In my eyes, these moves were about two things: an immediate need to inject low-priced youth into the team, and also a deeper, more philosophical change in the way business is done in the Flyers organization.

We had been going on for weeks (months, even) about the Flyers' need to add cheap, young talent in order to avoid complete demolition of the team from top to bottom, and while they sent away two elite talents to do so, they certainly got younger and cheaper.

It's a risk and nothing close to a guarantee, but Brayden Schenn and Sean Couturier could definitely replace Carter and Richards in the next few seasons. With the money saved, it will be slightly easier (although still not easy) to sign James van Riemsdyk and, in four years, Claude Giroux, to long-term deals. At the same time, it kept the defense intact, which is certainly necessary with the continued aging of Chris Pronger and Kimmo Timonen.

As for the second reason: It's not a secret that there was something missing in the locker room as last season progressed, and that while tough to put a precise finger on exactly what that was, we know it was there. Kimmo Timonen railed about it time and time again as the season wound to a close. 

Does that mean that Mike Richards and Jeff Carter were the problem? No, it doesn't. It doesn't vindicate the media's hate for those two. It doesn't vindicate the rumors that they partied too much and detracted from the vibe in the locker room. Paul Holmgren practically cried when talking about trading these guys, and I think that goes a long way towards knowing the real feeling of how they're looked at by those who know them best.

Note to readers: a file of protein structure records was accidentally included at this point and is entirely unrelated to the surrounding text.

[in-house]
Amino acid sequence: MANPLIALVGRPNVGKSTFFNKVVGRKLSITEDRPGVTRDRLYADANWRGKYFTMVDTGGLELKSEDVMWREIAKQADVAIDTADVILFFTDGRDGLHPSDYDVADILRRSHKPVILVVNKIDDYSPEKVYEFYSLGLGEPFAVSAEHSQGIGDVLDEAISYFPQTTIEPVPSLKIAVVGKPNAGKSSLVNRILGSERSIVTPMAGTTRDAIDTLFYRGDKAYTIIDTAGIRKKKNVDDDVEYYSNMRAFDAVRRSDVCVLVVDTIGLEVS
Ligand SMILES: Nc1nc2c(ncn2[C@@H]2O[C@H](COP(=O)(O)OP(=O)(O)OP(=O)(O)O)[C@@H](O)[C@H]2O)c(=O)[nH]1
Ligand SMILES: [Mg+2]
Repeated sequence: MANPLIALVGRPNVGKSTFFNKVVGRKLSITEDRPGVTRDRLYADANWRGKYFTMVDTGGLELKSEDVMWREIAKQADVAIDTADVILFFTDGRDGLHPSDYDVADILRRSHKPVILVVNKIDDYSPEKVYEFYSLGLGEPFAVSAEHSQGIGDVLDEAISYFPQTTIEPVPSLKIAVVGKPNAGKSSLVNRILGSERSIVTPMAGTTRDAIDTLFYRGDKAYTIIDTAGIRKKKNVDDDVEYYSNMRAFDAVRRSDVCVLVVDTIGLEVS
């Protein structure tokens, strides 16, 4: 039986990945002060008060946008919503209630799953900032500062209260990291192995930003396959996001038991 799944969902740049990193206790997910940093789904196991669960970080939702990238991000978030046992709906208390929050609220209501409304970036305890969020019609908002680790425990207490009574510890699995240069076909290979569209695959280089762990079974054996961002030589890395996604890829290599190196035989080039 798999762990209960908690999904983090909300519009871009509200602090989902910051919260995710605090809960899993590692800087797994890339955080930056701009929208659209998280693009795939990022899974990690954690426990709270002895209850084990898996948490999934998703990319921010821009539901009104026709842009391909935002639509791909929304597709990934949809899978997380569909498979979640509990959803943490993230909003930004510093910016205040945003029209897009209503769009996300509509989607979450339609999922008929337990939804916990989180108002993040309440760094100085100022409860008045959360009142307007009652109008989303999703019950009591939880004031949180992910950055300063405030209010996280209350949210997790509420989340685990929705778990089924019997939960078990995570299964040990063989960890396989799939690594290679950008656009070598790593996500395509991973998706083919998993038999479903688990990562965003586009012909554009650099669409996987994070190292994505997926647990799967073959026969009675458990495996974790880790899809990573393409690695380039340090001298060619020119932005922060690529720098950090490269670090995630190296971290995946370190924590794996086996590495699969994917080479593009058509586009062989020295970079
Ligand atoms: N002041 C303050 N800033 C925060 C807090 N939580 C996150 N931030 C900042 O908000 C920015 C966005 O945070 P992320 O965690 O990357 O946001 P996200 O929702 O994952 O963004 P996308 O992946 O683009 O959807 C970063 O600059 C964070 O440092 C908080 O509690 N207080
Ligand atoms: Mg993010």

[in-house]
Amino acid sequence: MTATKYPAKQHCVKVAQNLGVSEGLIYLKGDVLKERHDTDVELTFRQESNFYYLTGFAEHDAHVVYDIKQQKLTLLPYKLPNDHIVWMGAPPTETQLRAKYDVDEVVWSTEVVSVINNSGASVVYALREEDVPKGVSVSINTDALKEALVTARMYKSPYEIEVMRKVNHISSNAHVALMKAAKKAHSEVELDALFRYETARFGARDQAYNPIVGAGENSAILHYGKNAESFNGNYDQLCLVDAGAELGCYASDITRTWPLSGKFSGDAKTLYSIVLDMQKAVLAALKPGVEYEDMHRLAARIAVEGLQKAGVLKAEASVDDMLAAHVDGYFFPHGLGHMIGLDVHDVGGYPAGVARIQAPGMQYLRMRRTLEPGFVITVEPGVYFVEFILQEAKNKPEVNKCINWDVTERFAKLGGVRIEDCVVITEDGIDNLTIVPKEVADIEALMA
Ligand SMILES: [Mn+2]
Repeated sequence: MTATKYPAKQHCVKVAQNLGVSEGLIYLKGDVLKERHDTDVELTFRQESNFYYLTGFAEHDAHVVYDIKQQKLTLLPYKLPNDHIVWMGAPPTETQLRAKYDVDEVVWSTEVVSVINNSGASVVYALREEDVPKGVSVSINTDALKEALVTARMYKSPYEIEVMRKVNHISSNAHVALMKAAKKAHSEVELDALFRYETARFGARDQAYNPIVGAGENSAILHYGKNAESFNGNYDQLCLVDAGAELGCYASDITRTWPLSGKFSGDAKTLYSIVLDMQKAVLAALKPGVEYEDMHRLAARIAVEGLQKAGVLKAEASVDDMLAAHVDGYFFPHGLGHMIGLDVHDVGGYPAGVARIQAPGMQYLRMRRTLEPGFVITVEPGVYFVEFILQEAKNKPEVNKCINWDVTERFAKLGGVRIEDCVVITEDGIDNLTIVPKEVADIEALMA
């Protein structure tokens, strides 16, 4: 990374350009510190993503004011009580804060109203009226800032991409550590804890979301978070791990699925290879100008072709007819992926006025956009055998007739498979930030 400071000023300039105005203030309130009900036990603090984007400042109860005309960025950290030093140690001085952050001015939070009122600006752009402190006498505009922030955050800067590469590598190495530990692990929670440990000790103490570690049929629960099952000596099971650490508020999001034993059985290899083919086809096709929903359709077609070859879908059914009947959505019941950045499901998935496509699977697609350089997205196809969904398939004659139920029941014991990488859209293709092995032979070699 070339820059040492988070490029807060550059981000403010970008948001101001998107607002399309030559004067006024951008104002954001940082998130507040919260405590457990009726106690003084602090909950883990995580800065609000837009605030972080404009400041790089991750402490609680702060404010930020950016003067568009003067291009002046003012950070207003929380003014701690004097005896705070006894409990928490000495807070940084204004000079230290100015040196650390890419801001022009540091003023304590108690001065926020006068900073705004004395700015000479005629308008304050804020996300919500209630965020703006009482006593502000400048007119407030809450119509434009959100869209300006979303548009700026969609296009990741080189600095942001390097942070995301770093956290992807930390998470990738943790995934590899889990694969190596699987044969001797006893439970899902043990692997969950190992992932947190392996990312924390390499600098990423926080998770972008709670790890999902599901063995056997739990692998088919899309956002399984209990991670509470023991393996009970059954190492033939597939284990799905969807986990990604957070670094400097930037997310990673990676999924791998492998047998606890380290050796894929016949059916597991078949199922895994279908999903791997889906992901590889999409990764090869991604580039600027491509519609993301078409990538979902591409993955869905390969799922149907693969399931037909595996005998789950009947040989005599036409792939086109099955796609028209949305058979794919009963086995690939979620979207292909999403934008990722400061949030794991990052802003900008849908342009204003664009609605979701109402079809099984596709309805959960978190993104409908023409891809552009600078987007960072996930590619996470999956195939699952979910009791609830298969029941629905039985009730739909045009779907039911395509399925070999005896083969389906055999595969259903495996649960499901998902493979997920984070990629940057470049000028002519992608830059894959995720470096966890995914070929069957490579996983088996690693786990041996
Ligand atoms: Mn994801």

What these moves do take away from the room is a general sense of complacency in the team's attitude. Pronger cited those issues when talking about these trades on Friday.

As the season wore on, for whatever reason, we just didn't turn that corner and continue to get better and peak at the right time. That's disappointing, and it's tough. I don't think there was necessarily a rift, I think we just needed more life in the locker room. It all has to do with your play on the ice.     

"Life in the locker room." You know, a lot of things were kind of just handed to this Flyers team, as weird as that sounds. Carter and Richards would be here forever, they'd be able to coast through the regular season and the playoffs on their way to a Stanley Cup. Not a sense of entitlement necessarily, but perhaps a sense of you know, problems are just going to work themselves out. We have too much talent.

When you trade the two best players on the team, you immediately take away any complacency issue. It changes the culture in the locker room, and whether you buy that the Flyers needed that kind of change or not, it's certainly going to happen. 

Are all the Flyers' problems solved? No, not in any sense. In the short term, the team is probably worse off than they were if they made only slight alterations to the 2010-11 team, and things are only slightly better in the long-term when it comes to dollars and the salary cap and organizational depth. 

Five days after the biggest single day of moves in Flyers history, the scope of those moves has hit hard and has stricken us all emotional in one way or another. It's not the end of the world, and there are things to like and things to hate about these moves. One thing is for sure, though: things are a whole lot different around here.